Ken DeSmith is a believer in higher plant populations, but that wasn’t always the case. The Atkinson, Ill., grower was skeptical when corn plant populations started steadily creeping upward a decade or more ago. “The talk was that seed companies were just pushing rate recommendations higher to sell more seed,” he says. “I may have had that thought in the beginning, but I don’t anymore.”

DeSmith and his brother Jerry average about 35,000 plants per acre across their fields, ranging from 34,000 on light ground to up to 36,000 on productive fields. “We were stuck at 32,000 for several years, but we were able to jump up with the better hybrids,” he says. “Our yields consistently push 200 bushels per acre or more.”

As recently as 20 to 30 years ago, if a grower planted at today’s higher populations, there was a risk of barrenness and lodging. But corn genetic advances have made higher populations a tool to  increase yields.

There’s no shortage of research to find the “sweet spot” of plant population. The burning question is, increased by how much?

University of Illinois crop sciences Professor Emerson Nafziger’s research shows that as plant population increases, both kernel weight and the number of kernels per ear decrease, with the decrease in kernel number greater than the decrease in kernel weight. Yield is maximized when kernel weight per ear drops at the same rate that the number of ears per acre increases. Under high-yielding conditions, this normally occurs around 35,000 plants per acre, give or take a few thousand.

Across 20 recent University of Illinois trials, yield leveled off at only about 32,000 plants per acre. Under lower-yielding conditions, responses to population tended to flatten out at populations in the high 20,000s or low 30,000s. Under higher-yielding conditions there were some responses up to the low 40,000s.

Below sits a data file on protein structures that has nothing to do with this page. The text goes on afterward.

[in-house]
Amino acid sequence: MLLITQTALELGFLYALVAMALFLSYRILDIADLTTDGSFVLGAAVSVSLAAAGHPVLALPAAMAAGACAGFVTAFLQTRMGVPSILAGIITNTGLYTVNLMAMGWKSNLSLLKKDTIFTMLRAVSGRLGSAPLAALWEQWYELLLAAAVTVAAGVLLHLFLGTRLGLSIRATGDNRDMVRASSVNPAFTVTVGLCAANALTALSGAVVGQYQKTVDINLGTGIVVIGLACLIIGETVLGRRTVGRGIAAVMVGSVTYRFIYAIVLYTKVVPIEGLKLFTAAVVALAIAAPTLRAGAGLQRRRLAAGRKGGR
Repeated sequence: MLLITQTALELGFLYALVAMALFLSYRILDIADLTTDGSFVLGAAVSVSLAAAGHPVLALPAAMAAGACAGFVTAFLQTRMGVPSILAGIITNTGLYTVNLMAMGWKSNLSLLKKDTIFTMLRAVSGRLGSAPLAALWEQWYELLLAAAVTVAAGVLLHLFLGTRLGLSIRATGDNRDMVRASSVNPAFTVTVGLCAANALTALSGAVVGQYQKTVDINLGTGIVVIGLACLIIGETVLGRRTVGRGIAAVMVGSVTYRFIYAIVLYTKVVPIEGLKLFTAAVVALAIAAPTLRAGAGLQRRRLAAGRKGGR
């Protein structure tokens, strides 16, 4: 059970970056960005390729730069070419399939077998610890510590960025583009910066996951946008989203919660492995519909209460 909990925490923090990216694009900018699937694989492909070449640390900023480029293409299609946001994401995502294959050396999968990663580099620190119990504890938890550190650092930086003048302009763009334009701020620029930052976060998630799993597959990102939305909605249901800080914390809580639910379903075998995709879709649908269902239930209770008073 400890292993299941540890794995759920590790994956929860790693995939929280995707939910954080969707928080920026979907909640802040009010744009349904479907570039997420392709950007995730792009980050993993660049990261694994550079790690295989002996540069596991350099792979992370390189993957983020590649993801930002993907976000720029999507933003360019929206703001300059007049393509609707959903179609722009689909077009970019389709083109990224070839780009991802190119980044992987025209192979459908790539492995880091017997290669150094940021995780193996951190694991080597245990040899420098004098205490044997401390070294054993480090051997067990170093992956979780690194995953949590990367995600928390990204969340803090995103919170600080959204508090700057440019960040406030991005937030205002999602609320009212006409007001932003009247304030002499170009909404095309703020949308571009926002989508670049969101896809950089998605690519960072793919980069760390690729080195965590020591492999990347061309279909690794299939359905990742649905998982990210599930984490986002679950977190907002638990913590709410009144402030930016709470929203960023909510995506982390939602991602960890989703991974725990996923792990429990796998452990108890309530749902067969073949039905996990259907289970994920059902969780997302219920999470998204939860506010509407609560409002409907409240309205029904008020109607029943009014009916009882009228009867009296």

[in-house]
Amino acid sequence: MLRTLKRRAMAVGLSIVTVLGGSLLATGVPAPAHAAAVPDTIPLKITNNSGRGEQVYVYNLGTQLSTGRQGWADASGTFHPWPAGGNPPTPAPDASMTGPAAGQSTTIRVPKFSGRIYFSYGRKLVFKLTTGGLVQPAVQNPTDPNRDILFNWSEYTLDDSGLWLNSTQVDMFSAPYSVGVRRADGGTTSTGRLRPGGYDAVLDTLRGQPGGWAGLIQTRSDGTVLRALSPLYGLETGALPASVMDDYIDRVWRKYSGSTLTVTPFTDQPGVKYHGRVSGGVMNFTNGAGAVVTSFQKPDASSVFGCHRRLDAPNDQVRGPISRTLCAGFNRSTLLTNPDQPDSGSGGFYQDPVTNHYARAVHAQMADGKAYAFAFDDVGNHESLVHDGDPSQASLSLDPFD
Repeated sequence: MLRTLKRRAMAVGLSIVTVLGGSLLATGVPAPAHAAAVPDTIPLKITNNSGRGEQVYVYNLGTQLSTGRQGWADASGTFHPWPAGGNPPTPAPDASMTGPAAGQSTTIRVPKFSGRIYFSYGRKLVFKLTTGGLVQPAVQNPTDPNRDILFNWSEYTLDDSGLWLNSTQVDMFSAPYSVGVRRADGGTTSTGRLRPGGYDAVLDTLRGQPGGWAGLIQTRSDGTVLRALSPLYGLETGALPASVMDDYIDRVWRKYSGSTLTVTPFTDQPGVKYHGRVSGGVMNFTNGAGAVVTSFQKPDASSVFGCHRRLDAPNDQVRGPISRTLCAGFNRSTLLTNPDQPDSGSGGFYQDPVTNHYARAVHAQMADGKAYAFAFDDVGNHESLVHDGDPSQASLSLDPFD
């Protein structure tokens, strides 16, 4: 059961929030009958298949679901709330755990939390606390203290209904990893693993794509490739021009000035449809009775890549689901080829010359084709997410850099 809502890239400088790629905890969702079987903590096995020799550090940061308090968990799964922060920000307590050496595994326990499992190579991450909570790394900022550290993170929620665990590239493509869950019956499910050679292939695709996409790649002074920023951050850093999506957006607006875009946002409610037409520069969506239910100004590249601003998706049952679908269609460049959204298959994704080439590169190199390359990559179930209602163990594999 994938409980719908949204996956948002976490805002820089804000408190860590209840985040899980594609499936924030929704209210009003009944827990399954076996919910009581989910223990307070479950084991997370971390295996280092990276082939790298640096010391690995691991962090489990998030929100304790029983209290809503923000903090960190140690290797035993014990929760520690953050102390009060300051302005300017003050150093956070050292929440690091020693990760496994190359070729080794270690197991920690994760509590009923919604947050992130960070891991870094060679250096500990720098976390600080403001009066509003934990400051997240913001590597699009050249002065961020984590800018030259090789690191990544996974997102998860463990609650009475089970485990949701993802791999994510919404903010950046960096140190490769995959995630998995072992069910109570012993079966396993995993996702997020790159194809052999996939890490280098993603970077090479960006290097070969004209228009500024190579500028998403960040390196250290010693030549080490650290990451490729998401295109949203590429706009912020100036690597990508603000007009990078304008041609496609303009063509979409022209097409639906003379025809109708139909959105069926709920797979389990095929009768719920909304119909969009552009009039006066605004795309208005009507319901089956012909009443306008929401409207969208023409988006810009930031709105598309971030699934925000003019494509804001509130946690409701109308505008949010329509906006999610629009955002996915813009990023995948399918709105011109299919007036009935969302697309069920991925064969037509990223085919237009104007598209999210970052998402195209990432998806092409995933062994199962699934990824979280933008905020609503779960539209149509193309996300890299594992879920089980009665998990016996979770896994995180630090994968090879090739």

Although Nafziger believes that 32,000 plants per acre is not enough to maximize yields on the most productive ground, he also says growers may not need more than 36,000 to 38,000 plants to get to the 300-bushel mark. “Some use populations above where they need to be, under the belief that 35,000 plants can’t maximize yields,” he says. “Expecially in a stressed year like a drought, higher populations can be harmful to yield and profits.”

Pushing populations into the 40,000s is unlikely to increase yields and even less likely to pay for the seed, Nafziger says.

Higher plant populations are one of the most important ways to achieve the highest possible corn yields. says University of Illinois Plant Physiologist Fred Below, known for his research on 300-bushel corn yields.

Seed companies continually test their hybrids to discover which plant populations will work for different hybrids in a broad range of yield environments.

“There’s a different answer to what the ideal plant population is for every hybrid,” says Dale Sorensen, field research lead for Monsanto’s Integrated Farming System. You also have to consider field and growing conditions, and make assumptions about the weather, he adds. A population of 30,000 plants per acre may yield 260 bushels per acre in a good environment, he suggests. But that same hybrid at 40,000 plants per acre and 1 more inch of rainfall may yield another 50 bushels per acre. “It’s about fine-tuning our recommendations and matching the population to what the yield potential is based on the unique characteristics of individual fields and using variable-rate seeding.”

Syngenta studies indicate that a starting point for 200+ bushels yield is 38,000 to 39,000 plants per acre. But as yield environment drops, so must the plant density, says Chris Cook, head of agronomy for Syngenta. “If you have a field that historically yields lower, 150 to 175 bushels per acre for example, then 35,000 plants per acre is where you’re going to maximize that yield,” he says. Growers have to be honest with themselves about the yield environment that they are really in, he says. Then they can consider other factors like anticipated grain prices, fertility, weed spectrum and more.

DuPont Pioneer’s Steve Butzen, agronomy information manager, says one important key to its research on plant populations is testing in a range of growing environments from best to worst, and in different soils and diverse locations.